Three Published Papers; Thomson et al CMP 2014 - Origin of Sub-Lithospheric diamonds from the Juina-5 Kimberlite (Brazil): constraints from Carbon Isotopes and Inclusion Compositions http://dx.doi.org/10.1007/s00410-014-1081-8. Thomson et al Nature 2016 - Slab melting as a barrier to deep carbon subduction http://dx.doi.org/10.1038/nature16174 Burnham et al 2015 - Stable Isotope evidence for Crustal Recycling as recorded by superdeep Diamonds http://dx.doi.org/10.1016/j.epsl.2015.10.023 NERC grant abstract: Natural diamonds are formed at high pressures and temperatures deep within the Earth's interior. When diamonds form, probably from carbonate-rich fluids and melts in the mantle, they sometimes encapsulate small pieces of the minerals that occur at great depth in the Earth. These are called mineral inclusions. The diamonds are then transported from Earth's deep mantle to the surface in uncommon magmas called kimberlites. Diamonds that contain these mineral inclusions are very rare, and offer a truly unique glimpse into what is an otherwise inaccessible portion of the Earth. Some very rare inclusions provide direct samples of lithologies present in the mantle transition zone (400 - 660 km) and the lower mantle (>660 km) - these are often called superdeep diamonds. The chemistry of the inclusions along with mineral phase relations yield important information about the kinds of lithologies they originated in, and constrain the conditions of diamond formation and the depth at which kimberlite magmas form. Thus, superdeep diamonds are very important for studying the types of materials that occur in the deep Earth, for elucidating deep mantle processes, and for understanding how carbon is cycled from the surface to the mantle and back to the surface again - the deep carbon cycle. For example, some diamonds contain materials that are very similar to those occurring near the earth's surface, such as minerals akin to oceanic crust or sediments, and these often have carbon isotopic compositions akin to organic carbon - although this is a controversial subject. From this, we can conclude that surface materials can be transported to great depth, helping to constrain models of mass transfer in Earth by mantle convection. Further, by dating when the diamonds formed, for example by dating of inclusions, we can effectively place time constraints in the geodynamic processes involved in diamond formation and uplift in the mantle. Inclusion-bearing diamonds suitable for study are very hard to come by. We are very fortunate to be in possession of several large suites (over 200 inclusion-bearing diamonds in all!) of diamonds from kimberlite pipes in the famous Juina region of Brazil, a region known for its superdeep diamonds. Our previous study on diamonds from the Juina region has yielded some fascinating results, and has led to a model of material recycling beneath Brazil that we have recently published in the journal Nature and in Contributions to Mineralogy and Petrology. We now wish to extend our investigations by studying new suites of diamonds from Juina to test our current model, and to make high-pressure temperature experiments that will allow us to determine at what depths the inclusions formed and equilibrated, and will provide information needed to constrain the rates at which diamonds were transported in the solid-state mantle, possibly in a mantle plume. Here, we propose a three-year project for a comprehensive mineralogical, geochemical, isotopic and experimental investigation of these unique diamonds and their mineral inclusions.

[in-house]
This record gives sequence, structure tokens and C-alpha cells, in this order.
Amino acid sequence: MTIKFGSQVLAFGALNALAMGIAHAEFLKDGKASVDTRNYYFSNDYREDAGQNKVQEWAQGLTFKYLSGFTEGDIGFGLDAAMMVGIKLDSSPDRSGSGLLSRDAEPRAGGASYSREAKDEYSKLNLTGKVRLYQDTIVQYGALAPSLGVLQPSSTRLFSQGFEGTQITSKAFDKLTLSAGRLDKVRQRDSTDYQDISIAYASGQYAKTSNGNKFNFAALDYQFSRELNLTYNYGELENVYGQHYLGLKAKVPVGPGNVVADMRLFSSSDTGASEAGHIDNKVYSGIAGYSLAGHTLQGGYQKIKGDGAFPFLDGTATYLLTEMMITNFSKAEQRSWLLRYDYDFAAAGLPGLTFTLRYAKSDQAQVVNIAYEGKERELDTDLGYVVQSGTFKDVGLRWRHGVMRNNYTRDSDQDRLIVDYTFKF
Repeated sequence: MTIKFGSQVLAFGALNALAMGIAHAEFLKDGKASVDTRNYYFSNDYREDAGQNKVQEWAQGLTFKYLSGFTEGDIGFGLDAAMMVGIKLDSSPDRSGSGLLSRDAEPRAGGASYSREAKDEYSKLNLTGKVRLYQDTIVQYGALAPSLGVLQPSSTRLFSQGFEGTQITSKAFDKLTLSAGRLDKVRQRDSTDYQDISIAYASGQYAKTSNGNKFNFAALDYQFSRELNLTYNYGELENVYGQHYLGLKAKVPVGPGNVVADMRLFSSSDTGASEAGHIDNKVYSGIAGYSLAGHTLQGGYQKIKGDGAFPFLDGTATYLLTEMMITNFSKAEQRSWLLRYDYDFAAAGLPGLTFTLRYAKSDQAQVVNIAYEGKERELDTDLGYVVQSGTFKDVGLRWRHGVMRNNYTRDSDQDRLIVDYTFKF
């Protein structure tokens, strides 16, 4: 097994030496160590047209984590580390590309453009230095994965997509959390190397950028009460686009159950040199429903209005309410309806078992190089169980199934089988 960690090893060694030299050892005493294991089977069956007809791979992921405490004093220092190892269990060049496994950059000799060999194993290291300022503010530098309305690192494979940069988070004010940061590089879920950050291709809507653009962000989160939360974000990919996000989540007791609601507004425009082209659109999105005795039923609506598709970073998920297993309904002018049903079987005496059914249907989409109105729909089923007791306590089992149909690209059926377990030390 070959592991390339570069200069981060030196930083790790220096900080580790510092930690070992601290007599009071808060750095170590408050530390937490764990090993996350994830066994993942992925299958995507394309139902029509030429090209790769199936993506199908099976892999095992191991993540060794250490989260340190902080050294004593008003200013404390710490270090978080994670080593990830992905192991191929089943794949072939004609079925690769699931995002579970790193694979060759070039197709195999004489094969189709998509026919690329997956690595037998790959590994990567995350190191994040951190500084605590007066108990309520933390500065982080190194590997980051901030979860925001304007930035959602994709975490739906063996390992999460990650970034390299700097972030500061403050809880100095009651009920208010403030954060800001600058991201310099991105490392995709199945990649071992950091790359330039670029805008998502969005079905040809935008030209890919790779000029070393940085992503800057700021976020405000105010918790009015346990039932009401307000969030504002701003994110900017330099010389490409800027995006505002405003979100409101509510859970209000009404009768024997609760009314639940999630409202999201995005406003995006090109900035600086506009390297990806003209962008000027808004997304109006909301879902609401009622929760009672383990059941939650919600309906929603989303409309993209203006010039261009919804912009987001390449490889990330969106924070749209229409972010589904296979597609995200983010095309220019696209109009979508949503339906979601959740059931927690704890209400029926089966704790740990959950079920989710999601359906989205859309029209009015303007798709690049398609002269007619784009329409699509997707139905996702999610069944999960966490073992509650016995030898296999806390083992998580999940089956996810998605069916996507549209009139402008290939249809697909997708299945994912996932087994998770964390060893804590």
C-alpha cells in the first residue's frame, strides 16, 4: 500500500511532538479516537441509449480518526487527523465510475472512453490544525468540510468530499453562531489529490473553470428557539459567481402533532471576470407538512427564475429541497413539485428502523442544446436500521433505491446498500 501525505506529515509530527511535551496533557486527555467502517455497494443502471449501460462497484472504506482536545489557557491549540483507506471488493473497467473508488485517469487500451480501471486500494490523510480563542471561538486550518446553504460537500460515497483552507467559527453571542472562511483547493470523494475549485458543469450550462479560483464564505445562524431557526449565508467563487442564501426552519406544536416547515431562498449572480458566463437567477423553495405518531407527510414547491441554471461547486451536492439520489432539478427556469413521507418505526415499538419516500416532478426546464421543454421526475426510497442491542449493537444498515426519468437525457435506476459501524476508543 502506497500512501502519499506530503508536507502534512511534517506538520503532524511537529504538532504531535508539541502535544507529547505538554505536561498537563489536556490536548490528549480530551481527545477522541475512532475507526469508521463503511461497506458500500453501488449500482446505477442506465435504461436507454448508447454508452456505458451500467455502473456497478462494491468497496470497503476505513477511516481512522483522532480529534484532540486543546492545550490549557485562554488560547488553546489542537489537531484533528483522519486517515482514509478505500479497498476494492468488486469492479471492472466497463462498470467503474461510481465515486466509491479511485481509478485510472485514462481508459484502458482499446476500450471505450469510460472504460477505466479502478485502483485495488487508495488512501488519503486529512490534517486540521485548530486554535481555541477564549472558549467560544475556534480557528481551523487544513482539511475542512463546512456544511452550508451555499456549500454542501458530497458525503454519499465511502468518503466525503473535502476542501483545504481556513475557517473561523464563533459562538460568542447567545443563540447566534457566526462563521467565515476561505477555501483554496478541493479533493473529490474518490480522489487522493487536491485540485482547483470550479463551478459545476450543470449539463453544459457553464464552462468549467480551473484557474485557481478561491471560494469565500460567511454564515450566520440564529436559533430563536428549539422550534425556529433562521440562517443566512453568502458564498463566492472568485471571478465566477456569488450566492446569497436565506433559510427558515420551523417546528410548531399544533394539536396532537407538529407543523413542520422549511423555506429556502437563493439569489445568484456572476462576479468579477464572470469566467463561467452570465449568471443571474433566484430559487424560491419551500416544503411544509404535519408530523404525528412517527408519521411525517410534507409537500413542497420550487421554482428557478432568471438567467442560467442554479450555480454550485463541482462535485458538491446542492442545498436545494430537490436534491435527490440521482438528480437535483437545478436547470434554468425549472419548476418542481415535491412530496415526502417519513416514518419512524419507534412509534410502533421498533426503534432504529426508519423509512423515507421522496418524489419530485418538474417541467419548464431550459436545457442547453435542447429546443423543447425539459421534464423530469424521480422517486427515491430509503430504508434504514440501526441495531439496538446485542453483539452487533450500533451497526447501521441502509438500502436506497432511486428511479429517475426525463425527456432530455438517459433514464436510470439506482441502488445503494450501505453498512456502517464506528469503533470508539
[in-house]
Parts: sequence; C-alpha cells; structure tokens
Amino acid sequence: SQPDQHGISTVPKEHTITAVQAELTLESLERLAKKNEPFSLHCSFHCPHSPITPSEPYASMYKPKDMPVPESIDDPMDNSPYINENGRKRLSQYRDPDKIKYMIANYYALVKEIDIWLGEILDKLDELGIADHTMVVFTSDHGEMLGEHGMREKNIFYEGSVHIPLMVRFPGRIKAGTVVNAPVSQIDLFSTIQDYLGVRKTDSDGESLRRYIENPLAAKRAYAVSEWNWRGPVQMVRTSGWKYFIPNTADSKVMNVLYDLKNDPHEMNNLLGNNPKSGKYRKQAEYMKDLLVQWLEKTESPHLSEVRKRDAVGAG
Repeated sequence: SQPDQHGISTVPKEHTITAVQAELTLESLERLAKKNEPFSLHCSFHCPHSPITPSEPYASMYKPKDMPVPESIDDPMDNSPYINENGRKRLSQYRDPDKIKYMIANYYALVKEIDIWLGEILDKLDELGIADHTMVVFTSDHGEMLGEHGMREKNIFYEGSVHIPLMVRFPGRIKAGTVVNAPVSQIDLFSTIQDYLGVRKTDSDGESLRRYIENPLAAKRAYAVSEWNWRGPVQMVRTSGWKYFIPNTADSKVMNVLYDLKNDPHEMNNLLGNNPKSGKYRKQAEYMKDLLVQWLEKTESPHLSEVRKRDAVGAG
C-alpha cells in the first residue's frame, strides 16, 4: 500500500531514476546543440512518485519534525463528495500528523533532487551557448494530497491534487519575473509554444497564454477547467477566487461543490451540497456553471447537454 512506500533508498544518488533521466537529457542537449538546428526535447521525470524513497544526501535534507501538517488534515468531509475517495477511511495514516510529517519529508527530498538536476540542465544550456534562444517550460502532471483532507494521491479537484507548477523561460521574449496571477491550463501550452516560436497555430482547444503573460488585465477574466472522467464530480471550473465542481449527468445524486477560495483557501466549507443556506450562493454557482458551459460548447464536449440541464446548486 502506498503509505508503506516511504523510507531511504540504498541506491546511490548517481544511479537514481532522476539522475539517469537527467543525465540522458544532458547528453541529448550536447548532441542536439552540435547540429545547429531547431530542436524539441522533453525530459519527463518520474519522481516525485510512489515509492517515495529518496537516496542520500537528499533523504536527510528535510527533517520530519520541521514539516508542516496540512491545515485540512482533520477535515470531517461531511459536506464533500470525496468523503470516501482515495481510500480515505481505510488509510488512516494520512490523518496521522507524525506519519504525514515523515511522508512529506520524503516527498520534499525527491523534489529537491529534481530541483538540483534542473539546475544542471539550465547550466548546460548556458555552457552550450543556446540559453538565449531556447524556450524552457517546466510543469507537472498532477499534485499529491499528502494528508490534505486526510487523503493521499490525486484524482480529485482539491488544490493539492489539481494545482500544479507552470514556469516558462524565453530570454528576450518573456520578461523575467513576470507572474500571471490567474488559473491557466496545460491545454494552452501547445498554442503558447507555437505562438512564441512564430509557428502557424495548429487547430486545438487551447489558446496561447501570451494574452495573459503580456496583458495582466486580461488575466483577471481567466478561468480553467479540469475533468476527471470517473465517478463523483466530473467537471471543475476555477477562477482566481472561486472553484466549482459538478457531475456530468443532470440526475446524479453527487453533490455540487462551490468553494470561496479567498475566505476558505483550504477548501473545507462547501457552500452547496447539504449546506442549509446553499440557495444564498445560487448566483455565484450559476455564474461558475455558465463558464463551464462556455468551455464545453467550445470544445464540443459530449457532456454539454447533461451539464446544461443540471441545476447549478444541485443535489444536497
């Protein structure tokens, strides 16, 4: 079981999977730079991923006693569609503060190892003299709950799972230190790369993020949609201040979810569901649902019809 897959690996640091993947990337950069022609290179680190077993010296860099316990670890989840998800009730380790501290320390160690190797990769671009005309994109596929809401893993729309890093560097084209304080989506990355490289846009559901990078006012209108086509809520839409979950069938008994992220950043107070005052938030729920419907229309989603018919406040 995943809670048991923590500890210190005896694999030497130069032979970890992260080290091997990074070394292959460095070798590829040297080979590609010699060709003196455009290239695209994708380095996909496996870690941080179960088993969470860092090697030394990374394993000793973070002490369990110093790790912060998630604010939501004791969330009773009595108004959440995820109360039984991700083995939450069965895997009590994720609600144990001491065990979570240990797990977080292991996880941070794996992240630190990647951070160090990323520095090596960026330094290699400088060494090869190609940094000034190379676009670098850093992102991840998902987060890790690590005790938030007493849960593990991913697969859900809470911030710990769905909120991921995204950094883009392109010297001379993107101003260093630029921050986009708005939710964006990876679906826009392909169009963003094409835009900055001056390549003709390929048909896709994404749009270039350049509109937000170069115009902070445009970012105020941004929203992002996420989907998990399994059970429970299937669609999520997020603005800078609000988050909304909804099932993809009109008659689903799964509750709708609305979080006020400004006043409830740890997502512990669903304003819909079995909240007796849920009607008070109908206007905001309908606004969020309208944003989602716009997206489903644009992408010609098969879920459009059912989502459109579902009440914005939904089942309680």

The thermal state of marine sediments controls a range of potential dehydration reactions as sediments are subducted. In thick sediment sections it is possible that reactions that would normally occur within a subduction zone start offshore of the deformation front. This scenario may be occurring at the Sumatra subduction zone (e.g. Geersen et al., 2013; Huepers et al., 2017). We have investigated this possibility by modelling the thermal and depth history of sediments offshore Sumatra. We have used a range of different assumptions about how the sediments decompact with depth, as well as testing the dependence on the seismic velocities used for depth conversion of the horizons.
Geochemical data has been collected on samples from new exposures of the 1883 deposits, revealed by the 2018 tsunamigenic flank collapse of Anak Krakatau, which provides improved stratigraphic context. Whole-rock data taken by X-ray Florescence shows no systematic stratigraphic correlation. Chemical data for transects across, and spot points on, plagioclase phenocrysts, including some trace element data, all obtained using Electron Probe Microanalysis (EPMA), with Backscatter electron (BSE) images of crystals, obtained using Scanning Electron Microscope, reveal complex zoning profiles. However, chemical data for transects across pyroxene phenocrysts, obtained using EPMA, show this phenocryst phase is largely unzoned. The dataset also includes chemical data for spots on Fe/Ti oxides, included on the rims of pyroxene, and obtained using EPMA. Matrix glass chemistry, obtained via EPMA, shows that the early eruptive ash is more evolved than the pyroclastic material that follows, and that there is a slight overall trend to a more homogenous, less evolved melt composition. The 1883 eruption of Krakatau was a large, cardera-forming eruption that caused approximately 36,000 fatalities. It is also the only eruption of its size to have accompanying written accounts.